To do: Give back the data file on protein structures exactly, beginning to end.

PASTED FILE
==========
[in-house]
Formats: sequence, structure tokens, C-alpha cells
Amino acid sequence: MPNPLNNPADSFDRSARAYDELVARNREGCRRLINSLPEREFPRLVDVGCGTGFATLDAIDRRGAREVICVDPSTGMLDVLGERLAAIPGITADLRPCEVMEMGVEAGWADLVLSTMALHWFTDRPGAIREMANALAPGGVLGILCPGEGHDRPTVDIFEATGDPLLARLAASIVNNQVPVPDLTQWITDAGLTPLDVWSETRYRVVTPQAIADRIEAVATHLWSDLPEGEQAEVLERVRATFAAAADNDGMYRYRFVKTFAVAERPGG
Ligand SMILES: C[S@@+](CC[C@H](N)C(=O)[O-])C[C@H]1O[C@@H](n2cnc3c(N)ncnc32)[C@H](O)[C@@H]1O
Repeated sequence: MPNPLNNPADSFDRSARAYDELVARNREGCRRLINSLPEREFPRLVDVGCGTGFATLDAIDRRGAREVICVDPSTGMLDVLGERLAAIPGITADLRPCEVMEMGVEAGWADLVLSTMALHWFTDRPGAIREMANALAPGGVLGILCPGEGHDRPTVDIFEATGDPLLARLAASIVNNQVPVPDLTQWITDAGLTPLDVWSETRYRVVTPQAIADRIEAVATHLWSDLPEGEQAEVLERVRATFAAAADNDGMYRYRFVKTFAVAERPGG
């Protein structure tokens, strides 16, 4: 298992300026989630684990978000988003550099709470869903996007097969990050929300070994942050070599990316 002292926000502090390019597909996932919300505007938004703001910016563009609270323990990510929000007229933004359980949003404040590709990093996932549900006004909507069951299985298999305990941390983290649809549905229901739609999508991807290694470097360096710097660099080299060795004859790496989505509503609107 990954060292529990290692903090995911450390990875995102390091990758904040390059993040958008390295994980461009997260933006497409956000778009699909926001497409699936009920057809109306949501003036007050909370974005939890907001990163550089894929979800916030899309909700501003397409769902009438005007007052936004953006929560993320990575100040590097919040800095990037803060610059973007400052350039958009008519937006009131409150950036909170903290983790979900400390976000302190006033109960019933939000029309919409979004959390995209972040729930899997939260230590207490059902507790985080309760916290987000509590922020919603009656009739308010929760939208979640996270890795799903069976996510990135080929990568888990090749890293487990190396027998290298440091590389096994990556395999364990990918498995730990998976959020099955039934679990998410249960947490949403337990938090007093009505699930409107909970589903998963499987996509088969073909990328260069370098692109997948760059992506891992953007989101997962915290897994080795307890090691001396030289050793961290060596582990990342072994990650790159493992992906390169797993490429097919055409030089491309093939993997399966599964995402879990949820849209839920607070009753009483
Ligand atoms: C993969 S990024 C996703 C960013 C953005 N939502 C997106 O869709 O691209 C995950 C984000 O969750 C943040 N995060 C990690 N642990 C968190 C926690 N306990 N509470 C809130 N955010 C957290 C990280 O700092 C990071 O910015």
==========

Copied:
[in-house]
Formats: sequence, structure tokens, C-alpha cells
Amino acid sequence: MPNPLNNPADSFDRSARAYDELVARNREGCRRLINSLPEREFPRLVDVGCGTGFATLDAIDRRGAREVICVDPSTGMLDVLGERLAAIPGITADLRPCEVMEMGVEAGWADLVLSTMALHWFTDRPGAIREMANALAPGGVLGILCPGEGHDRPTVDIFEATGDPLLARLAASIVNNQVPVPDLTQWITDAGLTPLDVWSETRYRVVTPQAIADRIEAVATHLWSDLPEGEQAEVLERVRATFAAAADNDGMYRYRFVKTFAVAERPGG
Ligand SMILES: C[S@@+](CC[C@H](N)C(=O)[O-])C[C@H]1O[C@@H](n2cnc3c(N)ncnc32)[C@H](O)[C@@H]1O
Repeated sequence: MPNPLNNPADSFDRSARAYDELVARNREGCRRLINSLPEREFPRLVDVGCGTGFATLDAIDRRGAREVICVDPSTGMLDVLGERLAAIPGITADLRPCEVMEMGVEAGWADLVLSTMALHWFTDRPGAIREMANALAPGGVLGILCPGEGHDRPTVDIFEATGDPLLARLAASIVNNQVPVPDLTQWITDAGLTPLDVWSETRYRVVTPQAIADRIEAVATHLWSDLPEGEQAEVLERVRATFAAAADNDGMYRYRFVKTFAVAERPGG
């Protein structure tokens, strides 16, 4: 298992300026989630684990978000988003550099709470869903996007097969990050929300070994942050070599990316 002292926000502090390019597909996932919300505007938004703001910016563009609270323990990510929000007229933004359980949003404040590709990093996932549900006004909507069951299985298999305990941390983290649809549905229901739609999508991807290694470097360096710097660099080299060795004859790496989505509503609107 990954060292529990290692903090995911450390990875995102390091990758904040390059993040958008390295994980461009997260933006497409956000778009699909926001497409699936009920057809109306949501003036007050909370974005939890907001990163550089894929979800916030899309909700501003397409769902009438005007007052936004953006929560993320990575100040590097919040800095990037803060610059973007400052350039958009008519937006009131409150950036909170903290983790979900400390976000302190006033109960019933939000029309919409979004959390995209972040729930899997939260230590207490059902507790985080309760916290987000509590922020919603009656009739308010929760939208979640996270890795799903069976996510990135080929990568888990090749890293487990190396027998290298440091590389096994990556395999364990990918498995730990998976959020099955039934679990998410249960947490949403337990938090007093009505699930409107909970589903998963499987996509088969073909990328260069370098692109997948760059992506891992953007989101997962915290897994080795307890090691001396030289050793961290060596582990990342072994990650790159493992992906390169797993490429097919055409030089491309093939993997399966599964995402879990949820849209839920607070009753009483
Ligand atoms: C993969 S990024 C996703 C960013 C953005 N939502 C997106 O869709 O691209 C995950 C984000 O969750 C943040 N995060 C990690 N642990 C968190 C926690 N306990 N509470 C809130 N955010 C957290 C990280 O700092 C990071 O910015």